The mechanical properties of Y-Ba-Cu-O and Gd-Ba-Cu-O/Ag bulk superconductor magnets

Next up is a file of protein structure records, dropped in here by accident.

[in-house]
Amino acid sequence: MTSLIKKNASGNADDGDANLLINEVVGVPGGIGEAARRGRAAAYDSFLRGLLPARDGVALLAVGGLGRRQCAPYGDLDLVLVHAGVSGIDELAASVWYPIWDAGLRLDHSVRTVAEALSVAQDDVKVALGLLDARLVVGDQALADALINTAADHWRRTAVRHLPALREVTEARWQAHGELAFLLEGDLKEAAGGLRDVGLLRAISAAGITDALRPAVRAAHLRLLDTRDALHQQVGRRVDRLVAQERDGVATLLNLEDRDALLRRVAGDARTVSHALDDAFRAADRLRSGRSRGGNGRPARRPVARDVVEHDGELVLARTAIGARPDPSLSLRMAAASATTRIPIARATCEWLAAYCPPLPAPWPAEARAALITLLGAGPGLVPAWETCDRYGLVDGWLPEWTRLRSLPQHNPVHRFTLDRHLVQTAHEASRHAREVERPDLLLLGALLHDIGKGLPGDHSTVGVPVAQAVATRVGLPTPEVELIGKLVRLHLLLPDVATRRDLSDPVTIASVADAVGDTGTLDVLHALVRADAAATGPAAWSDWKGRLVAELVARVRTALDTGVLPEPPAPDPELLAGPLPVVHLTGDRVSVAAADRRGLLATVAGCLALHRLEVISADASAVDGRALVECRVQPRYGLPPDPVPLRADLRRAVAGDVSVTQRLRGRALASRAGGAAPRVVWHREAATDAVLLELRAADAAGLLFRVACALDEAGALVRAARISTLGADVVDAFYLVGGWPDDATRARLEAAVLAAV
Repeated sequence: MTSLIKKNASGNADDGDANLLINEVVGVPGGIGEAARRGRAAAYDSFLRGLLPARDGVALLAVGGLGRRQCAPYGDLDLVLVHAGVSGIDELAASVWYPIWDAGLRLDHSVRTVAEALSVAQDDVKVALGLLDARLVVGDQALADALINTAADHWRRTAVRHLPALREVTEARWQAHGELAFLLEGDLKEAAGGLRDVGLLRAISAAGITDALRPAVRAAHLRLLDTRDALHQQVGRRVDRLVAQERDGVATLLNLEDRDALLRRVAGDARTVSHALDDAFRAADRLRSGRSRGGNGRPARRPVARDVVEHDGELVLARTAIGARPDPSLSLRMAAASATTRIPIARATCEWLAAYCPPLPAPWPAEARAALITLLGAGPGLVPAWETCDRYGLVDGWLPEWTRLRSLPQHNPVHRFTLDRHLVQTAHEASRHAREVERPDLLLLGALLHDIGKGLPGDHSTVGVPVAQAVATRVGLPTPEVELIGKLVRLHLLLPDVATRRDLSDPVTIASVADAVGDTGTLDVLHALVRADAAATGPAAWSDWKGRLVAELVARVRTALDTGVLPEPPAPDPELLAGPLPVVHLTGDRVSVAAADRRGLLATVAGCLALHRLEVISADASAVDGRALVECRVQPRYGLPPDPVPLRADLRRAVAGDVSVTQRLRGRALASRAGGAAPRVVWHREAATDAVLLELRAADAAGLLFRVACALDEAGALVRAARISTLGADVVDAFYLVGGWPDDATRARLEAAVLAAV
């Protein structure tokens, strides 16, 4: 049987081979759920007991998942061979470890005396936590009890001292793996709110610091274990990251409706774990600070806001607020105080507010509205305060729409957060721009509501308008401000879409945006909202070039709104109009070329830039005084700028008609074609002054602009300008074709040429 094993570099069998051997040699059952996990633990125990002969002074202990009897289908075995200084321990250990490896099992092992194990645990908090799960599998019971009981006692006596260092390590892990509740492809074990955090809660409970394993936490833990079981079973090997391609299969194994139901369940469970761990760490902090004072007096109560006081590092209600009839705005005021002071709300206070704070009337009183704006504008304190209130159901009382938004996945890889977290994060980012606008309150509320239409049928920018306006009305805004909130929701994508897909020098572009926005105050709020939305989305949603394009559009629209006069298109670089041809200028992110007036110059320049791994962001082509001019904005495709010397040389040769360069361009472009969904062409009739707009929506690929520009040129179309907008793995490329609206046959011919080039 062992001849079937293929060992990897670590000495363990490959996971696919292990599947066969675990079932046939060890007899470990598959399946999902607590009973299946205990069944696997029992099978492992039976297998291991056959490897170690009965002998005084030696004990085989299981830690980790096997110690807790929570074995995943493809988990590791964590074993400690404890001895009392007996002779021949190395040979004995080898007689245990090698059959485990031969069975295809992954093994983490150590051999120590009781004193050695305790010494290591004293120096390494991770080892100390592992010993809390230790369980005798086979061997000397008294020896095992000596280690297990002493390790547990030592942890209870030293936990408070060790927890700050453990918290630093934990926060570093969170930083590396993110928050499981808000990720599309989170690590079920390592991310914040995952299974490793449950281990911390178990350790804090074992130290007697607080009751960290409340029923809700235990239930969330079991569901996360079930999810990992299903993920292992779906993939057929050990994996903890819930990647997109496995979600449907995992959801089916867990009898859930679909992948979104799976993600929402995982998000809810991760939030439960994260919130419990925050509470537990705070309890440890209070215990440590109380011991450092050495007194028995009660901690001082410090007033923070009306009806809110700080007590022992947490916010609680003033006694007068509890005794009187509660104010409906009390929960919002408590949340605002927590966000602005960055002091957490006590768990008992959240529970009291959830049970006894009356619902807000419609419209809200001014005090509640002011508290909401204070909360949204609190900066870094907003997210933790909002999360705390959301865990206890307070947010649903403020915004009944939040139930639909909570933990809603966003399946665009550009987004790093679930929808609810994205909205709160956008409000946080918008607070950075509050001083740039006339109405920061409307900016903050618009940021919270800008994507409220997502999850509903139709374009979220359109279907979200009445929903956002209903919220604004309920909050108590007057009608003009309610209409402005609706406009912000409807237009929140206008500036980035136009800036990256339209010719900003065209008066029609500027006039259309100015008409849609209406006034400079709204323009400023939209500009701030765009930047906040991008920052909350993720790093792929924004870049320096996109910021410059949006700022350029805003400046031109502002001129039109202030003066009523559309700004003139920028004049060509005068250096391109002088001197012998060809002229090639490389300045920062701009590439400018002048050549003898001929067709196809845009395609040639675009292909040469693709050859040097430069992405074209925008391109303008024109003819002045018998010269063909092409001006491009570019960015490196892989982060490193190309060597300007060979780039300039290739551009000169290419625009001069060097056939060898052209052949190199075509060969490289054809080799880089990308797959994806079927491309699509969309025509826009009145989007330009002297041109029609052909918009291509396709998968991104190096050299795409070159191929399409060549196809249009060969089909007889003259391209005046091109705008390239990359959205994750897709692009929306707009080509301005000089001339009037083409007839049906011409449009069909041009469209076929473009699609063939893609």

Single-grain RE-Ba-Cu-O bulk high temperature superconductors [or (RE)BCO, where RE = rare earth element or yttrium] have demonstrated significant potential for practical applications due to their ability to trap magnetic fields in excess of 17 T, which is an order of magnitude greater than what can be achieved with conventional iron-based permanent magnets. One of the major obstacles to the use of (RE)BCO trapped field magnets is their poor mechanical properties, as bulk samples typically contain a large number of defects, such as pores and micro-cracks. Furthermore, significant electromagnetic stresses develop in bulk superconductors during magnetisation as a result of the Lorentz force, leading frequently to sample failure above around 10 T. Therefore, it is clear that the mechanical properties of bulk (RE)BCO need to be studied comprehensively and improved upon to realise the full potential of this technologically important material. This study first investigated the mechanical strength of YBCO single grains at room temperature by utilising three-point bend and Brazilian tests. This was followed by measurement of the mechanical deformation of GdBCO/Ag single grains in situ, i.e. during high-field magnetisation, to determine the strains and stresses experienced by the samples as a trapped field was established inside them at 64 K. Two techniques for improving the mechanical reliability of (RE)BCO bulk superconductors were subsequently developed. Firstly, samples of YBCO were melt-processed with artificial holes to reduce the defect population and to improve the intrinsic strength of the resultant single grains. As a result, the YBCO sample with artificial holes was able to survive significantly higher magnetisation fields and achieved a surface trapped field of 8.8 T at 30 K without any external reinforcement, which was not possible with the standard YBCO sample. Secondly, a composite structure was proposed, which involved reinforcing GdBCO/Ag single grains with stainless-steel sheets and shrink-fit stainless-steel rings. This preparation technique is also expected to improve the thermal stability of the overall structure. The first composite stack achieved 16.8 T and 17.6 T at 26 K and 22.5 K, respectively, in sequential magnetisation cycles, demonstrating the effectiveness of this reinforcement approach.